An 11-year veteran of the Batali Bastianich Hospitality Group, whose life was so intertwined with the company that she met her husband at the Spotted Pig, doesn’t believe Mario Batali should be cast out of the community-at-large -- although she's adamant the celebrity chef should no longer profit from any food-and-beverage business.
Batali is now the subject of a criminal investigation by the New York Police Department, following a series of media reports revealing sexual misconduct allegations against him.
“If he can repent and take care of his behavior, he should be able to be a functioning member of society,” Elizabeth Meltz, who last served as the company’s director of environmental health, told FAB attendees. "We cannot keep throwing people away. That is not a way for society to work. You don’t behave that way and get to be a celebrity. But we want to cut out the cancer and not deal with what caused it.”
Meltz was the first speaker to take the stage at the annual conference for women in the hospitality industry, held on June 10-12 in Charleston. She was supposed to be joined in conversation by Shannon White of the Besh Restaurant Group, but a medical emergency prevented White from participating.
During the question-and-answer session, audience members echoed Meltz’s call to reconsider the reflexive harshness of corporate responses to sexual misconduct. They expressed concern that their employers’ policies of firing wrongdoers could diffuse the problem, instead of solving it, and pointed out that blameless women are in some cases suffering because companies are being decimated in the wake of scandal.
Since the disclosure of allegations against Batali, his former restaurant company has announced the closure of three Las Vegas restaurants. Meltz also wondered aloud whether ABC’s cancellation of “The Chew” could be attributed to “the ripple effect.”
“It leaves the rest of us in the middle as a different kind of victim: People who didn’t ask for this,” she said.
An audience member who identified herself as a former sex crimes prosecutor told Meltz, “I feel the sense that you carry some of the burden.”
Batali was notorious within the company for mistreating women. “We knew he was a pig, frankly,” Meltz said. Still, she said she “never felt uncomfortable, never felt unsafe.”
In fact, Batali was in the third-floor Spotted Pig dining room when she and her future husband first met in person after about a year of talking on the phone in a professional capacity. As has been reported, that room was known among employees and industry insiders as “the rape room.”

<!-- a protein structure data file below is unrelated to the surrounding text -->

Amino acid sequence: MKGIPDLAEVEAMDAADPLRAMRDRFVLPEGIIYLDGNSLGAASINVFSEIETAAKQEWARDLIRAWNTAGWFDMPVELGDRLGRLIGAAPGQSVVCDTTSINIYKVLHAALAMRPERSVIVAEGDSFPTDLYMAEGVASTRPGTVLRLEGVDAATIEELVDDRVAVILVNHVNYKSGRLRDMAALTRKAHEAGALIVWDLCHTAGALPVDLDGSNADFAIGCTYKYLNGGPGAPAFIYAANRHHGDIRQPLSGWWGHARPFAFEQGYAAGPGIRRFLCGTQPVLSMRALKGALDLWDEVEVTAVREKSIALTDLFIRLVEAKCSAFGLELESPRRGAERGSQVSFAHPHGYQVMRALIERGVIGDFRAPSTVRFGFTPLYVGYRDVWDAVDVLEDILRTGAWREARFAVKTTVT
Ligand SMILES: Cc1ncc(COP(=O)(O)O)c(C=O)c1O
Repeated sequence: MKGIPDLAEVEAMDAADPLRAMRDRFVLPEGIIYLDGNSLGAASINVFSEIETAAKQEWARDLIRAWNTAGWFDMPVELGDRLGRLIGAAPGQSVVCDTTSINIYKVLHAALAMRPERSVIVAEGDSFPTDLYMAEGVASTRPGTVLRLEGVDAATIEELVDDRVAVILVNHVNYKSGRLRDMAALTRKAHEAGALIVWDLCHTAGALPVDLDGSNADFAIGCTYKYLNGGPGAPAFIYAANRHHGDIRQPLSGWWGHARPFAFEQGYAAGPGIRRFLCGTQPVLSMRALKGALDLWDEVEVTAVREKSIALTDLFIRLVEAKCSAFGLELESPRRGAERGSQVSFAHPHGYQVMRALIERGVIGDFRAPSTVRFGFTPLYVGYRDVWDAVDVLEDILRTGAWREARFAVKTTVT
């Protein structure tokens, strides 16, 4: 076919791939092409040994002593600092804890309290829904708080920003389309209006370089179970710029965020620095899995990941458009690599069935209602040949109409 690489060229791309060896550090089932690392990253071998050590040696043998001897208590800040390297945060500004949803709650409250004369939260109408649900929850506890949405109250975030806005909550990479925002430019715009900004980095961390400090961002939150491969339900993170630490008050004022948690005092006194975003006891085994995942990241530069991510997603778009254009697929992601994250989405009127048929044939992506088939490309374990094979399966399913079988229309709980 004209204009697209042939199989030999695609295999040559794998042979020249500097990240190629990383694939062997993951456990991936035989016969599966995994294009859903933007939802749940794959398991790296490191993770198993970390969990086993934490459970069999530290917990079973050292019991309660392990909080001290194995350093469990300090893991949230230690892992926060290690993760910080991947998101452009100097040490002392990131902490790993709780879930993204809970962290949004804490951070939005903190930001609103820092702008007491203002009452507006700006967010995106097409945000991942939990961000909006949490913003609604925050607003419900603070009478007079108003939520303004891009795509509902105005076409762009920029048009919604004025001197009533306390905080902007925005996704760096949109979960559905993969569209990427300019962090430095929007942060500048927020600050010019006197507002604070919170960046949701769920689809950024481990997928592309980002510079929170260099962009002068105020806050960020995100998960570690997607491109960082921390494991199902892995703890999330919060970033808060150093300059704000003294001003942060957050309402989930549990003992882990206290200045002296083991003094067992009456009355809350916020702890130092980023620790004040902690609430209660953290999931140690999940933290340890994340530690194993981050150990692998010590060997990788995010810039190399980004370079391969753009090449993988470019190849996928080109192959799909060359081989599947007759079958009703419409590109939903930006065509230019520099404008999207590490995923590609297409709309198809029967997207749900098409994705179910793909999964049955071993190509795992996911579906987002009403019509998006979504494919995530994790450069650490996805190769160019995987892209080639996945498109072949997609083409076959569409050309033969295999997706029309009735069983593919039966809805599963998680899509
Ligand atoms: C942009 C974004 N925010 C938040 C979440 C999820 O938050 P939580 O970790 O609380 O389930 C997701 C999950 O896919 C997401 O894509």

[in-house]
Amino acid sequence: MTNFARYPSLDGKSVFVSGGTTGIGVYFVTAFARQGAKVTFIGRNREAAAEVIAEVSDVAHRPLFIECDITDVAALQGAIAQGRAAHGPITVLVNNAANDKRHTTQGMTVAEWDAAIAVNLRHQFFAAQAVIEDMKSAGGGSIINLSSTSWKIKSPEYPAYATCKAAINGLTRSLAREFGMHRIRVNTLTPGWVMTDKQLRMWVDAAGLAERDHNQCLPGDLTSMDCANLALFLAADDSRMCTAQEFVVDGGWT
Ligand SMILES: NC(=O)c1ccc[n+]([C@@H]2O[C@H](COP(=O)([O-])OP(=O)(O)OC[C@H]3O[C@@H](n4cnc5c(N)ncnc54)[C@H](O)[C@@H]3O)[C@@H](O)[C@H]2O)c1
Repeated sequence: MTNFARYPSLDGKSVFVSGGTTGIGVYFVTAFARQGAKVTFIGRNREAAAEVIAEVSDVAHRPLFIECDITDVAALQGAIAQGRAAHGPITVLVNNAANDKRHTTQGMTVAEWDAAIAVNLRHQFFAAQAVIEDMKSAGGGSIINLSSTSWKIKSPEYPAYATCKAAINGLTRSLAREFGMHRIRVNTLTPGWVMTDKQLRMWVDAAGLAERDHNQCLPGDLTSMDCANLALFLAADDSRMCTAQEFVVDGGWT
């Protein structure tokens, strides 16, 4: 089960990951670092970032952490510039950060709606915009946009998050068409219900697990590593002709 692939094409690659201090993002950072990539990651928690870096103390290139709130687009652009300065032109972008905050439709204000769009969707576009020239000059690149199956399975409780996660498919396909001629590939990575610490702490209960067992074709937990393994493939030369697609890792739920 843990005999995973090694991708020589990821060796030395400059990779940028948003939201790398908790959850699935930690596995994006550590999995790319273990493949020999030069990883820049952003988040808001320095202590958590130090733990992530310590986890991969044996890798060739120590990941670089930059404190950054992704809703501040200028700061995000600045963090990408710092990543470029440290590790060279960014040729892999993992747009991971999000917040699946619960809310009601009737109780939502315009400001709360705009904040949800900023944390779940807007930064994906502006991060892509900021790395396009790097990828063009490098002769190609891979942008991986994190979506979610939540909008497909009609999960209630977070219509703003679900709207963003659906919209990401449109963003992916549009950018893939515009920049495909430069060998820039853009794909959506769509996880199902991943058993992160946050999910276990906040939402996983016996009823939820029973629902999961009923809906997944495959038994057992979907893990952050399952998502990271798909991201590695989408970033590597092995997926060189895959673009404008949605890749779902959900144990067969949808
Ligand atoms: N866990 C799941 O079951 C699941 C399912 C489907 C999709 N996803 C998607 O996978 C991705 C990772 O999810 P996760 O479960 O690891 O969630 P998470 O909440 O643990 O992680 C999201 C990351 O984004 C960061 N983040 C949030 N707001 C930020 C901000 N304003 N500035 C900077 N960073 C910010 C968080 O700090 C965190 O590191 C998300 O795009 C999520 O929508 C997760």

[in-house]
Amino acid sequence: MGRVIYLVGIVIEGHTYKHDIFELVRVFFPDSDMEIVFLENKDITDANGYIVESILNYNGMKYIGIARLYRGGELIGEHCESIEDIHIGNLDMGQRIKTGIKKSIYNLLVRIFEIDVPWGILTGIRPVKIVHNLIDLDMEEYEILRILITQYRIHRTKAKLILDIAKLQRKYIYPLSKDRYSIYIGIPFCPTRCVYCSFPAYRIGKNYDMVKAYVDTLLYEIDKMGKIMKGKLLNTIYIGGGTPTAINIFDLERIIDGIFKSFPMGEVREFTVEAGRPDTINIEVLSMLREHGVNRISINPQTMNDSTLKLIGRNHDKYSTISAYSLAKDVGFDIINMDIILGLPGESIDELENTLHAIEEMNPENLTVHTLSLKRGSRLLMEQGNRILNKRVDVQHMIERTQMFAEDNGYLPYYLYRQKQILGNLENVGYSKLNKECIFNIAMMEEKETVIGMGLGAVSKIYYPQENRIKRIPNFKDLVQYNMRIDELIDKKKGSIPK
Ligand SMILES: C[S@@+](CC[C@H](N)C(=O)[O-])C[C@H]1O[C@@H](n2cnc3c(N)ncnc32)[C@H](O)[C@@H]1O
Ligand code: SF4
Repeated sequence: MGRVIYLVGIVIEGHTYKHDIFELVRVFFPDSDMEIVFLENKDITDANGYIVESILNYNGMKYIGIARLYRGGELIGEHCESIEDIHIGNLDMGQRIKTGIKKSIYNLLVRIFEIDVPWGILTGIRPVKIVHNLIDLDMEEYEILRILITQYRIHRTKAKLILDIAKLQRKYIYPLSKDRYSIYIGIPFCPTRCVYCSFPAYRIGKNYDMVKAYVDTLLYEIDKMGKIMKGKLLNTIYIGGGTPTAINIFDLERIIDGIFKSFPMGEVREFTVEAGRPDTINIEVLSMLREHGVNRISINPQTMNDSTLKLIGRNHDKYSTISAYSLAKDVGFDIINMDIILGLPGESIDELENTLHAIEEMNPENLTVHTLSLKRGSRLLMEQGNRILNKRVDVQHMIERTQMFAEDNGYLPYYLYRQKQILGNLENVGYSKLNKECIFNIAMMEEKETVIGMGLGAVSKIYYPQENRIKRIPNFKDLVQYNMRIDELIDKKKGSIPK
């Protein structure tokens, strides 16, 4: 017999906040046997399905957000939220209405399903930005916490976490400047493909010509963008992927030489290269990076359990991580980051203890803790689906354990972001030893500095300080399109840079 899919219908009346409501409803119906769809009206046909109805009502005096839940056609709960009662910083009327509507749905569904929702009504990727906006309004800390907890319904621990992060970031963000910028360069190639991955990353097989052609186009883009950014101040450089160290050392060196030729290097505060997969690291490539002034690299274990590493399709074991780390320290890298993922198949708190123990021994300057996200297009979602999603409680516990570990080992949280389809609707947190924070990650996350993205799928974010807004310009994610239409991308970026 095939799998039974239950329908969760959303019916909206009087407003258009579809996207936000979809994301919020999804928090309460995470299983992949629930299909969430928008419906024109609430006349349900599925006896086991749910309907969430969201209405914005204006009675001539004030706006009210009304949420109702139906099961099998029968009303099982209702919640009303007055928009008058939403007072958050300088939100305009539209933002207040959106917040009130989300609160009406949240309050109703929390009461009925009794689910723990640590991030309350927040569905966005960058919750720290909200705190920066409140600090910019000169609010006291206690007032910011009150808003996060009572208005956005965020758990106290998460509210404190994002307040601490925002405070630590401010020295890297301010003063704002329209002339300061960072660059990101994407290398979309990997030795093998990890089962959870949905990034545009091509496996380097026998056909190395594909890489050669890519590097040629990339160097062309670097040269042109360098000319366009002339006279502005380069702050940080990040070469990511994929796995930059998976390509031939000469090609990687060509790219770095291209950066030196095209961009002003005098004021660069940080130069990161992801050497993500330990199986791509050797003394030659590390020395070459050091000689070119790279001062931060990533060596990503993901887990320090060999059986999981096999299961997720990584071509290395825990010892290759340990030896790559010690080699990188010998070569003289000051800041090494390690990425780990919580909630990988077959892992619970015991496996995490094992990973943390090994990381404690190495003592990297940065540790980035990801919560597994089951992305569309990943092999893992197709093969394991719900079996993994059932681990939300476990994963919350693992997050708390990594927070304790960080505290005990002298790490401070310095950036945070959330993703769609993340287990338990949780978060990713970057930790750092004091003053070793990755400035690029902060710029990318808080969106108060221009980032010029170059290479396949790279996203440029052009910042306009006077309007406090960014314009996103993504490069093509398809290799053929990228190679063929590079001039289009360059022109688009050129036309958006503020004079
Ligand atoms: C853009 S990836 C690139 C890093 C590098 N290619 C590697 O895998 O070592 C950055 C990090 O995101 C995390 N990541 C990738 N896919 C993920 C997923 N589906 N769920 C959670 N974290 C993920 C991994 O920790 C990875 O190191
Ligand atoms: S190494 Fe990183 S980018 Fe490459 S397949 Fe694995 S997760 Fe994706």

Meltz was initially unsure if the fellow employee that she had been talking to knew her name.
“Mario goes, ‘He knows who you are. He just didn’t know you’d look like that in a dress,’” she recalled.
“Was it a little bit charming?” moderator Kyle Tibbs Jones of The Bitter Southerner asked.
“I was a little bit flattered,” she said. “It was the quintessential Mario moment … that’s part of the crisis here. The allegations of assault were news to all of us. But you say, ‘Oh yeah, I did see him put his hand on that girl’s butt; she seemed to be OK with it.’”
Later, Meltz said, “We have different thresholds. Something that slips off my back might be horribly offensive to someone else.” To that end, Meltz is now consciously trying to rephrase the way she censures colleagues who say potentially offensive things.
“I was saying, ‘You can’t say that anymore,’ like I’m apologizing (because) you used to be able to say that,” she says. “Now I say, ‘That’s offensive.’ ‘Please don’t say that.’”
Still, much of the conversation was devoted to shoring up support for women who choose not to take drastic action in the face of workplace misconduct, either because they’re unaware of the scope of it or because they’re determined to keep their jobs.
“I’m saying all this stuff, and I’m looking at their faces and they’re thinking I’m crazy,” Meltz said, referring to the audience of more than 100 people, flouting FAB founder Randi Weinstein’s worries that an 8 a.m. session would have limited appeal to busy attendees.
“No,” Jones said, “they think you’re awesome.”
FAB continues today and tomorrow at the College of Charleston.